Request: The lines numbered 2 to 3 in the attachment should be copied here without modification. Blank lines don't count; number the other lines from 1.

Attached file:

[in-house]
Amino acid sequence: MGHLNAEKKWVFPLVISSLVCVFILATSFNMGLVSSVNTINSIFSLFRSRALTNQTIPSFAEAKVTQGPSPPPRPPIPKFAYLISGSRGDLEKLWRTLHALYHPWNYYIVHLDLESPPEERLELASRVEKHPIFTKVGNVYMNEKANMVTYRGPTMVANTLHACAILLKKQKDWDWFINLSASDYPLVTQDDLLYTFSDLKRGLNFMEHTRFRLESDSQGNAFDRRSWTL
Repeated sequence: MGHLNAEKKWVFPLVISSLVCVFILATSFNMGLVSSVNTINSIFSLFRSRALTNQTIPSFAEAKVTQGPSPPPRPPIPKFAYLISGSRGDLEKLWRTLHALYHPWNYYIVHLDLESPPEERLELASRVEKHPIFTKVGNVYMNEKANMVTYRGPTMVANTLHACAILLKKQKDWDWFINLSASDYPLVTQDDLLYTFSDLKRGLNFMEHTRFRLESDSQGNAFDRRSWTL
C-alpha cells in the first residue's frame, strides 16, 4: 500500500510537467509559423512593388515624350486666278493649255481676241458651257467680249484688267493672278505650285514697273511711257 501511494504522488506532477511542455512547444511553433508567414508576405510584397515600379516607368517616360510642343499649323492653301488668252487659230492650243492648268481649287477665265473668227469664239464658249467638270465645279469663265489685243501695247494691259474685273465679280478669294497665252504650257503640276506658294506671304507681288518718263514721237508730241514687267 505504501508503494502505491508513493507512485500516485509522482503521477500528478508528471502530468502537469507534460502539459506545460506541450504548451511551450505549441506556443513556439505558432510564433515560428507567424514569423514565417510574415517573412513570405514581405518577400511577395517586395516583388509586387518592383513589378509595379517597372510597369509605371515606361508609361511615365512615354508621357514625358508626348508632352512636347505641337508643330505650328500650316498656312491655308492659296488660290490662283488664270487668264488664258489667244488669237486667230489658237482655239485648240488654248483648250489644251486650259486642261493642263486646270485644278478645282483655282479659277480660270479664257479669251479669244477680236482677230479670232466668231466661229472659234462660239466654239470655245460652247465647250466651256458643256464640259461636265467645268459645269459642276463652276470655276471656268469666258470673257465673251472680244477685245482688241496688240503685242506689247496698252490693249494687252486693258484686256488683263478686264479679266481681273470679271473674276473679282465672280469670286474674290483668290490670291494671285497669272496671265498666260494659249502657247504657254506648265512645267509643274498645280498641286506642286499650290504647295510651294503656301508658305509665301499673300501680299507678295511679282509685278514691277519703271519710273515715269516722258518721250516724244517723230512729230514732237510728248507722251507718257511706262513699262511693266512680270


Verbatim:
Amino acid sequence: MGHLNAEKKWVFPLVISSLVCVFILATSFNMGLVSSVNTINSIFSLFRSRALTNQTIPSFAEAKVTQGPSPPPRPPIPKFAYLISGSRGDLEKLWRTLHALYHPWNYYIVHLDLESPPEERLELASRVEKHPIFTKVGNVYMNEKANMVTYRGPTMVANTLHACAILLKKQKDWDWFINLSASDYPLVTQDDLLYTFSDLKRGLNFMEHTRFRLESDSQGNAFDRRSWTL
Repeated sequence: MGHLNAEKKWVFPLVISSLVCVFILATSFNMGLVSSVNTINSIFSLFRSRALTNQTIPSFAEAKVTQGPSPPPRPPIPKFAYLISGSRGDLEKLWRTLHALYHPWNYYIVHLDLESPPEERLELASRVEKHPIFTKVGNVYMNEKANMVTYRGPTMVANTLHACAILLKKQKDWDWFINLSASDYPLVTQDDLLYTFSDLKRGLNFMEHTRFRLESDSQGNAFDRRSWTL